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Thread: The Mandalorian

  1. #1096
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    Quote Originally Posted by Derek Metaltron View Post
    I think the problem if you start to let Council members outside Yoda and Obi-Wan survive (Mace being the other logical candidate people ask often about) is you have to start explaining why they've let things happen as they have for so long. If they all end up doing the 'hide on a quiet planet' stick it starts to get very cliché.
    Now that you mention it seems like most of the main surviving Jedi ended up being Padawan's. I don't think Ahsoka even made it to Jedi Knight before she left.

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    It's possible one survived and tried to train other force sensitive people. That could make more sense than a bunch of old masters surviving.

  3. #1098
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    Quote Originally Posted by Frontier View Post
    Now that you mention it seems like most of the main surviving Jedi ended up being Padawan's. I don't think Ahsoka even made it to Jedi Knight before she left.
    She was technically raised to Knight by the Council after being cleared of the temple bombing (with her suspicion and trial taking the place of her Jedi Trials) but she chose to walk away rather than accept. She exists in an odd, but ultimately fortunate thematically, gray area where she both IS and ISN'T a Jedi simultaneously. For what it's worth, she asserts that she is no longer a Jedi in Rebels, though she never really denies it to Din Djarin in the Mandalorian. Does that signal a change in her thinking between the two? Or did it just not come up? We may learn more on her thoughts, and others, during her own show.

    My suspicion is that she won't be considered a Jedi during the OT period, because Luke MUST be the only one or Yoda is a damn liar, but might have a change of heart post-ROTJ once Luke restores the Order. I still think we're owed a story of the first time she hears that name, and what she does once she has. But I'm not sure where/when would be the best place, format or time for that story.

  4. #1099
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    Quote Originally Posted by ZeroBG82 View Post
    She was technically raised to Knight by the Council after being cleared of the temple bombing (with her suspicion and trial taking the place of her Jedi Trials) but she chose to walk away rather than accept. She exists in an odd, but ultimately fortunate thematically, gray area where she both IS and ISN'T a Jedi simultaneously. For what it's worth, she asserts that she is no longer a Jedi in Rebels, though she never really denies it to Din Djarin in the Mandalorian. Does that signal a change in her thinking between the two? Or did it just not come up? We may learn more on her thoughts, and others, during her own show.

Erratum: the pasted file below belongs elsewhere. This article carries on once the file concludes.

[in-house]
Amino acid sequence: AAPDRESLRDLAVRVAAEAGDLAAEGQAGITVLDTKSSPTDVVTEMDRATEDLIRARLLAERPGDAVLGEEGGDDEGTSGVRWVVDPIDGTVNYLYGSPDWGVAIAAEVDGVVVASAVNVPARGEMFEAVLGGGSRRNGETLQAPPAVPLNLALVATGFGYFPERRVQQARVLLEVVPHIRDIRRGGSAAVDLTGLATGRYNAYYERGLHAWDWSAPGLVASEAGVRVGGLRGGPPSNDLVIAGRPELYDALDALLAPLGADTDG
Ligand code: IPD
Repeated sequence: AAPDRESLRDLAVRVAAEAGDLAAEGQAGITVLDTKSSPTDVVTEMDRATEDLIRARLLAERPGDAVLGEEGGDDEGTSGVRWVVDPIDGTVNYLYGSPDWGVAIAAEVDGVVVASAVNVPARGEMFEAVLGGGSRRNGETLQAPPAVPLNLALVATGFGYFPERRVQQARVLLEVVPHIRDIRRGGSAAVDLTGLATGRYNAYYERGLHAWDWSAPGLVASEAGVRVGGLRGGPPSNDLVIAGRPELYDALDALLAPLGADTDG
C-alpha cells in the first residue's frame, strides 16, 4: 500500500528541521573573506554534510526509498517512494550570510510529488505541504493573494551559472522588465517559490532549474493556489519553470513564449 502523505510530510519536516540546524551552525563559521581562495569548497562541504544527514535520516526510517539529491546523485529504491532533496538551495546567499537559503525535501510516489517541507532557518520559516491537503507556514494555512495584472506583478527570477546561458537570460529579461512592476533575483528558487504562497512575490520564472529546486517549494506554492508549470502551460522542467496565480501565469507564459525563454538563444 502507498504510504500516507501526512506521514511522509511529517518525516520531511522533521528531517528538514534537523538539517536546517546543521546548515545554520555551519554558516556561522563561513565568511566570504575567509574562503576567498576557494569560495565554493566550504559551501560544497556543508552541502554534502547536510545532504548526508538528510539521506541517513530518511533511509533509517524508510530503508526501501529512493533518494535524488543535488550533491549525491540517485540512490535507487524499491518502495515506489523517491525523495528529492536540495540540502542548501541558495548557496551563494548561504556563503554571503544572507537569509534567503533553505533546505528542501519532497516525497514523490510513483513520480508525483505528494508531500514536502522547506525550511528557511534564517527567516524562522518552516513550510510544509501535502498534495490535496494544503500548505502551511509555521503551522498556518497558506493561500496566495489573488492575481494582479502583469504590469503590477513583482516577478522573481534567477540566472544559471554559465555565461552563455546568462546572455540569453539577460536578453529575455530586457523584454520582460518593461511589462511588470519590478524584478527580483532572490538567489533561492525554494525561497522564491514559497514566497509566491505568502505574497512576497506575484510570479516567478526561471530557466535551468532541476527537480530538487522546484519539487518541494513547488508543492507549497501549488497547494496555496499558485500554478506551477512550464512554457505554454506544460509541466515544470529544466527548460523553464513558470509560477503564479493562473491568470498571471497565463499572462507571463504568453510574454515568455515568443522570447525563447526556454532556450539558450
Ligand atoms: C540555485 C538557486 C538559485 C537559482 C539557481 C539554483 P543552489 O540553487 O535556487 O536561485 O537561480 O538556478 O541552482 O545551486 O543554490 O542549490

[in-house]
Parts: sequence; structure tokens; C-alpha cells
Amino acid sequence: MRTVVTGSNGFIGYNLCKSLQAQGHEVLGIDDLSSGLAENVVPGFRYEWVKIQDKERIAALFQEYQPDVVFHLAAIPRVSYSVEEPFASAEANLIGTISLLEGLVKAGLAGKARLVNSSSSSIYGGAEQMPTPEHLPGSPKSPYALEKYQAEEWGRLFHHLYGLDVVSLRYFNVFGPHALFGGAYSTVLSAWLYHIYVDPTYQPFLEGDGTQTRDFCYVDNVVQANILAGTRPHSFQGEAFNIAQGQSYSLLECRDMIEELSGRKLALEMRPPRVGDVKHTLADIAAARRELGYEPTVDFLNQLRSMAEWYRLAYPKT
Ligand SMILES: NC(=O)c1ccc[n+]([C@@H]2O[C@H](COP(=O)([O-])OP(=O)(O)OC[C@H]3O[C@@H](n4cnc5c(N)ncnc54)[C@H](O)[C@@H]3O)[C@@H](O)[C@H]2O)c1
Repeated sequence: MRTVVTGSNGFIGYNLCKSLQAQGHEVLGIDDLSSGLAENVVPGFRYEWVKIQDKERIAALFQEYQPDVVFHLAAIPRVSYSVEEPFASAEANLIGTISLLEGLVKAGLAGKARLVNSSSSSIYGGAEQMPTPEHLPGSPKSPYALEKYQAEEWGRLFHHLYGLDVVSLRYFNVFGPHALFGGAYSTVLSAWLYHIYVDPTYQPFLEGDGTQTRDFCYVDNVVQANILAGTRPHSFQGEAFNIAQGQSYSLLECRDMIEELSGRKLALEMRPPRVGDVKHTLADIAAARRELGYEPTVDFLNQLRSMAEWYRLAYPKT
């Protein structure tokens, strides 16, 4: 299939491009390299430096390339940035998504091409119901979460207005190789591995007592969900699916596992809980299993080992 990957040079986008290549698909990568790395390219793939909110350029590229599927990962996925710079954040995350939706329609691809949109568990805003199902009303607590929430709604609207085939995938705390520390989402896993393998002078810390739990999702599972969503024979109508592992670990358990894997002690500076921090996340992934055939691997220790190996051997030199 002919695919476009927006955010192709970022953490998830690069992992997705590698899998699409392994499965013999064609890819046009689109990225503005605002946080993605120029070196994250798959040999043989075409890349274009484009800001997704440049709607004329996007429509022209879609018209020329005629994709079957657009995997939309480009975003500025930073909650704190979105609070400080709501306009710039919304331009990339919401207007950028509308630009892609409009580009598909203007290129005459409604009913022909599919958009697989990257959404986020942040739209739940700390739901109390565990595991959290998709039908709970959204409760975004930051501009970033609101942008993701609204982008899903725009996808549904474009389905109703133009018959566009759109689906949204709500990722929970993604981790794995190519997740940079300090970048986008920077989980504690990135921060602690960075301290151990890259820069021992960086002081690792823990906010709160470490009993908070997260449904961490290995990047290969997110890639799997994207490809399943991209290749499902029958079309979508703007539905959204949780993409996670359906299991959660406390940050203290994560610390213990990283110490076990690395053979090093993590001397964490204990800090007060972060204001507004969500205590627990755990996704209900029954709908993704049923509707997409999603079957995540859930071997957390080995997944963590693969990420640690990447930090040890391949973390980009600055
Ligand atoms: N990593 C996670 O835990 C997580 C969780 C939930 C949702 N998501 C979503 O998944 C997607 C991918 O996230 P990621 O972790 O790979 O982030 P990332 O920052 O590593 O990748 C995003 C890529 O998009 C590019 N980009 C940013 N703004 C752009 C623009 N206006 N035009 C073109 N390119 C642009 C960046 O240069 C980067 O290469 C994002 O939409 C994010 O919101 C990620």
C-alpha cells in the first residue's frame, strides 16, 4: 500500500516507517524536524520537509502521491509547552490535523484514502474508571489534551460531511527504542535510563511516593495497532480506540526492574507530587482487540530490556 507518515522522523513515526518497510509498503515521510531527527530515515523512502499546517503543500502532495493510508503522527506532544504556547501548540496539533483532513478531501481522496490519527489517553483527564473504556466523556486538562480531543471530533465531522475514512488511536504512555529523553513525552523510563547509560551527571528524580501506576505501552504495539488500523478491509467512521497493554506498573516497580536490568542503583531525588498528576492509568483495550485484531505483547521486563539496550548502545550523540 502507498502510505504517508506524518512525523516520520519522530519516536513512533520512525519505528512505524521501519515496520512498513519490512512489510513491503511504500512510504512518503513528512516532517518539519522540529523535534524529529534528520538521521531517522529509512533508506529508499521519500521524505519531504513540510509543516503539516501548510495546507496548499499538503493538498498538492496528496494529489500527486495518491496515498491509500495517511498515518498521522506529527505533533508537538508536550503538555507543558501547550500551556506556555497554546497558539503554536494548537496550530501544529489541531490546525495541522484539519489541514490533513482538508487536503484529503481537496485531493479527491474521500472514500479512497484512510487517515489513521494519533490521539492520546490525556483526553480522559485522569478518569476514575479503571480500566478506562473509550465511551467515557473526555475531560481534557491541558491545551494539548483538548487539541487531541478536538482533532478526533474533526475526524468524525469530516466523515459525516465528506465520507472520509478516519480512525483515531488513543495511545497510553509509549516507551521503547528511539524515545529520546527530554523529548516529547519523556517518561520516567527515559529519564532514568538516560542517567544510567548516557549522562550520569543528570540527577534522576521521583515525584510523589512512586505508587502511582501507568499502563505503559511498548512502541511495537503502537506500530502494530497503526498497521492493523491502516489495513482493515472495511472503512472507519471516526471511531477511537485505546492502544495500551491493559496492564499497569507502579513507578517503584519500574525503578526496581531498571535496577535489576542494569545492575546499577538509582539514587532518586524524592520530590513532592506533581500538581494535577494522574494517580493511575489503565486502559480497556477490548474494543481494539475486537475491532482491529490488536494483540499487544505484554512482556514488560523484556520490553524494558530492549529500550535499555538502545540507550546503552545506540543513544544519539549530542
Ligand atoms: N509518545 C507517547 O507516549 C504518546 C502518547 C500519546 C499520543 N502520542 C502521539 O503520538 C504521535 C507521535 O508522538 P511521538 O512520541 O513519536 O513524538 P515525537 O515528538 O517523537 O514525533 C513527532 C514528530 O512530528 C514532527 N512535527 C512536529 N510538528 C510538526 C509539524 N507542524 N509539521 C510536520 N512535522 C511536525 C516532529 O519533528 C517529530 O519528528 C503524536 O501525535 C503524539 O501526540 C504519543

My suspicion is that she won't be considered a Jedi during the OT period, because Luke MUST be the only one or Yoda is a damn liar, but might have a change of heart post-ROTJ once Luke restores the Order. I still think we're owed a story of the first time she hears that name, and what she does once she has. But I'm not sure where/when would be the best place, format or time for that story.
    I wonder if she was close to being Master-level by the time she fought Vader.

    I think with Ahsoka it's kind of a touchy subject considering her issues with the Order and what they became while, at the same time, she still lives by and holds herself to their principles and training to a certain extent.

    What Yoda said is true from a certain point of view if only in the sense that Luke was the only available Jedi at the time to do what needed to be done, since Ahsoka and Ezra were indisposed and no one knows what Cal was up to by that point.

  5. #1100
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    I honestly don’t give a damn about Yoda’s line in ROTJ, at least not as a hard and fast rule; it got soft balled into a more “for the practical purposes of the saving the Galaxy, not as an absolute denial of other Jedi” back before Disney bought the brand, and as much as Filoni or others may want to pussyfoot around it, no one really cares enough about Ahsoka and possibly Ezra “ruining” it to matter.

    Plus, I really want a similar flexibility applied to the ST era… as it already has with Leia.

    Hell, if it was me, I’d go ahead and give a Grogu a few classmates in Luke’s “Academy” experiment before he creates a temple, then simply have them incapacitated or lost when the ST happens.

    Limiting the Jedi doesn’t mean forbidding the Jedi from still being useful in the wider franchise… or being able to sidestep where the ST screwed up because Rian Johnson didn’t want Luke to train Rey,
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  6. #1101
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    Quote Originally Posted by Frontier View Post

    What Yoda said is true from a certain point of view if only in the sense that Luke was the only available Jedi at the time to do what needed to be done, since Ahsoka and Ezra were indisposed and no one knows what Cal was up to by that point.